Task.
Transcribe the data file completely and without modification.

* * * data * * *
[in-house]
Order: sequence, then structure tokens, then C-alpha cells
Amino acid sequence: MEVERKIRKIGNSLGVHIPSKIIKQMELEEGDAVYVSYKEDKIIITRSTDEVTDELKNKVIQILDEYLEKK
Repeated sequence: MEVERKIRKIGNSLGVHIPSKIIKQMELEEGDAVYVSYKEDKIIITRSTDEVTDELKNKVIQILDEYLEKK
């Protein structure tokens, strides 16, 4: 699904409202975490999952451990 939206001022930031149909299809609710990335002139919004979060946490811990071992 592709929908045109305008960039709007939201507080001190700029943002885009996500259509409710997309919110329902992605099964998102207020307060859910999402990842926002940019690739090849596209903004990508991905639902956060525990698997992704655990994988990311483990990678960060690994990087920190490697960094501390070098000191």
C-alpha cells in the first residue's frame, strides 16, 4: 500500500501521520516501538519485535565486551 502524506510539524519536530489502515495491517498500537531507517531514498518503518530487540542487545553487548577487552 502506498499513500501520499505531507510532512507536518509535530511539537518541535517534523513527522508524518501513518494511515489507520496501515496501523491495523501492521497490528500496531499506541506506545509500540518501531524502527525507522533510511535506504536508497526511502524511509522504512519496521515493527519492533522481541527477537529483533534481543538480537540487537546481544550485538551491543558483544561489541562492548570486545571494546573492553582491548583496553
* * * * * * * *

[in-house]
Order: sequence, then structure tokens, then C-alpha cells
Amino acid sequence: MEVERKIRKIGNSLGVHIPSKIIKQMELEEGDAVYVSYKEDKIIITRSTDEVTDELKNKVIQILDEYLEKK
Repeated sequence: MEVERKIRKIGNSLGVHIPSKIIKQMELEEGDAVYVSYKEDKIIITRSTDEVTDELKNKVIQILDEYLEKK
């Protein structure tokens, strides 16, 4: 699904409202975490999952451990 939206001022930031149909299809609710990335002139919004979060946490811990071992 592709929908045109305008960039709007939201507080001190700029943002885009996500259509409710997309919110329902992605099964998102207020307060859910999402990842926002940019690739090849596209903004990508991905639902956060525990698997992704655990994988990311483990990678960060690994990087920190490697960094501390070098000191």
C-alpha cells in the first residue's frame, strides 16, 4: 500500500501521520516501538519485535565486551 502524506510539524519536530489502515495491517498500537531507517531514498518503518530487540542487545553487548577487552 502506498499513500501520499505531507510532512507536518509535530511539537518541535517534523513527522508524518501513518494511515489507520496501515496501523491495523501492521497490528500496531499506541506506545509500540518501531524502527525507522533510511535506504536508497526511502524511509522504512519496521515493527519492533522481541527477537529483533534481543538480537540487537546481544550485538551491543558483544561489541562492548570486545571494546573492553582491548583496553